20 June 2011

Make Space for Wildlife this Winter


The Ulster Wildlife Trust, Northern Ireland’s leading local nature conservation charity, is encouraging everyone to Make Space for Nature in their garden this winter, as part of its 30th anniversary ‘Year of Action’ campaign.

With the winter in the offing, you might think that there’s not much to see or even do in your garden. But the season brings its own vibrancy, particularly from the fruits now ripening on trees; giving colour and providing a larder to birds and other animals for the cold months ahead. It’s also the ideal time to get outdoors, roll up your sleeves and start making your patch a better place for wildlife.

Putting out feeders or a bird table for birds is an easy way to make a difference. If you haven’t been feeding your garden birds throughout the year, now’s the time to start again – it’s a good idea through to give your feeders a good clean out before filling them up again to prevent disease. As well as the usual food such as seeds and peanuts, provide birds with bird cake as the high fat content will see them through the winter months. Also, remember that water is just as important to birds as food, so make sure that you supply regularly topped up clean bathing and drinking water to complement your feeding.

November onwards is the perfect time to start planting native trees, shrubs and hedgerows, either as bare rooted seedlings or saplings, to provide shelter and food for wildlife. Planting species which bear fruits or nuts is great way of providing a living winter larder, especially if you include a good variety which produce harvests at different times. Good native fruit producing species include rowan, holly, whitebeam and hawthorn, and if you have the space, including a nut-producing tree like oak, beech or hazel, will give the animals even more to keep them going.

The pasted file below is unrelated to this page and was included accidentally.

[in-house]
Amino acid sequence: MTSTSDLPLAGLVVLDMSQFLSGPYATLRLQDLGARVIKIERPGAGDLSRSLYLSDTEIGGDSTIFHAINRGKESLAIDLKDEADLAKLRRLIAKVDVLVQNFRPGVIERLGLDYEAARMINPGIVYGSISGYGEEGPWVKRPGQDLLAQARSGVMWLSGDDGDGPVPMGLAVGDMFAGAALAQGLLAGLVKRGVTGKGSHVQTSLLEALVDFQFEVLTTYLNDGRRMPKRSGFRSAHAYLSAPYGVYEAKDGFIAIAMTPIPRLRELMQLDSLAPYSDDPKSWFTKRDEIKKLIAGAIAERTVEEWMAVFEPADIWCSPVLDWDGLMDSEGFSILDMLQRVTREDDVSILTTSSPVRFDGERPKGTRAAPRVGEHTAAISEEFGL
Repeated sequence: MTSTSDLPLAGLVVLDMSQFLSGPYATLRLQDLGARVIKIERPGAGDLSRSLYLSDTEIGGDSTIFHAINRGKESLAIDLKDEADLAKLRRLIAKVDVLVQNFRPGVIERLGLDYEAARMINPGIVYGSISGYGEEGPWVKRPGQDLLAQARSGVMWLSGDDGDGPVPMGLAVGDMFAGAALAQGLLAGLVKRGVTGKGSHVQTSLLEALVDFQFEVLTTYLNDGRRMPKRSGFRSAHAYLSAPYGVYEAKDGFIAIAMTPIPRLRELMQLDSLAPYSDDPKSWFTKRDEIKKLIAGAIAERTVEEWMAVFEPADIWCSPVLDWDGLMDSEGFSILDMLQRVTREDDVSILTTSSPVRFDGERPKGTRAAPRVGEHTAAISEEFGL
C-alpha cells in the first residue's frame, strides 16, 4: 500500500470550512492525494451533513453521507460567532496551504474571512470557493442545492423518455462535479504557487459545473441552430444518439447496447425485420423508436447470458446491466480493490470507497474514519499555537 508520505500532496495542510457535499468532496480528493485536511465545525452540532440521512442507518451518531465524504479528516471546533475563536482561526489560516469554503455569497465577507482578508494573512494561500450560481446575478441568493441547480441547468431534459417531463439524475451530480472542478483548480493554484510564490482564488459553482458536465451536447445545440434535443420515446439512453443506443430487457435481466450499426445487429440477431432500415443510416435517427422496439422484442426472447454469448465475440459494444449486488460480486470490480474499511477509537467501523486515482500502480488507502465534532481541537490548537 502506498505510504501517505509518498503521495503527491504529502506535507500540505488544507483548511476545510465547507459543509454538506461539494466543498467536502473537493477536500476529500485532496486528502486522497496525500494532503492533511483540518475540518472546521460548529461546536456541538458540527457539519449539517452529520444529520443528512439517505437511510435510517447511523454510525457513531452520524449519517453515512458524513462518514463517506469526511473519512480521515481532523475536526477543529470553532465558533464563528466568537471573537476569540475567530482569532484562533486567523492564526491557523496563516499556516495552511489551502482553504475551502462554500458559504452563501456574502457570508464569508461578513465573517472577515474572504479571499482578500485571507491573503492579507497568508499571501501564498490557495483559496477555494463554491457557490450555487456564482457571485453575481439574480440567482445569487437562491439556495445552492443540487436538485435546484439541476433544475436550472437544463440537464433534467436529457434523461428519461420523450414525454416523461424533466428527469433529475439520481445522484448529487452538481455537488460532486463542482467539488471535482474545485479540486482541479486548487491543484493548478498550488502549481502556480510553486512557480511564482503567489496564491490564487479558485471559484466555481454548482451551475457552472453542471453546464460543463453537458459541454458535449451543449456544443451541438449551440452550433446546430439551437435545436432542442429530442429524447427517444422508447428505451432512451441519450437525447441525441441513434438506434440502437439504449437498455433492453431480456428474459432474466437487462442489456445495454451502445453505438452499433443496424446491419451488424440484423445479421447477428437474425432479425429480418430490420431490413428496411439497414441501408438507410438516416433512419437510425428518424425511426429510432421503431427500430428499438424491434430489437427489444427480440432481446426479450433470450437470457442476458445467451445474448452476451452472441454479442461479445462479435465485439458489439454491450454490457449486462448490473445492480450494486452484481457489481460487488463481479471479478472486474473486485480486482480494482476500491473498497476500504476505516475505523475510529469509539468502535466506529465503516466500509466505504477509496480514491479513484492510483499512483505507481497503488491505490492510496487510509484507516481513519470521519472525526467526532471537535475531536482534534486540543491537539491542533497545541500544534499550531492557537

Many of the species you find in your garden such as butterflies, ladybirds, frogs and hedgehogs hibernate to get through the colder months and are already looking for places to spend the winter. The most useful thing you can do is to leave some untidy corners for all your garden inhabitants. Piles of dry sticks, prunings, dry leaves and other debris will provide a wealth of hibernation sites. A pile of logs in a shady corner or under a hedge can be a winter refuge for frogs or newts, as well as many invertebrates. If you do feel the need to tidy up, do it soon, not in mid-winter when any disturbed creatures will find it very difficult to find a new home.

For more great ideas on how to make your garden attractive to local wildlife and to download a range of free information guides, visit Together we can make a real difference! 

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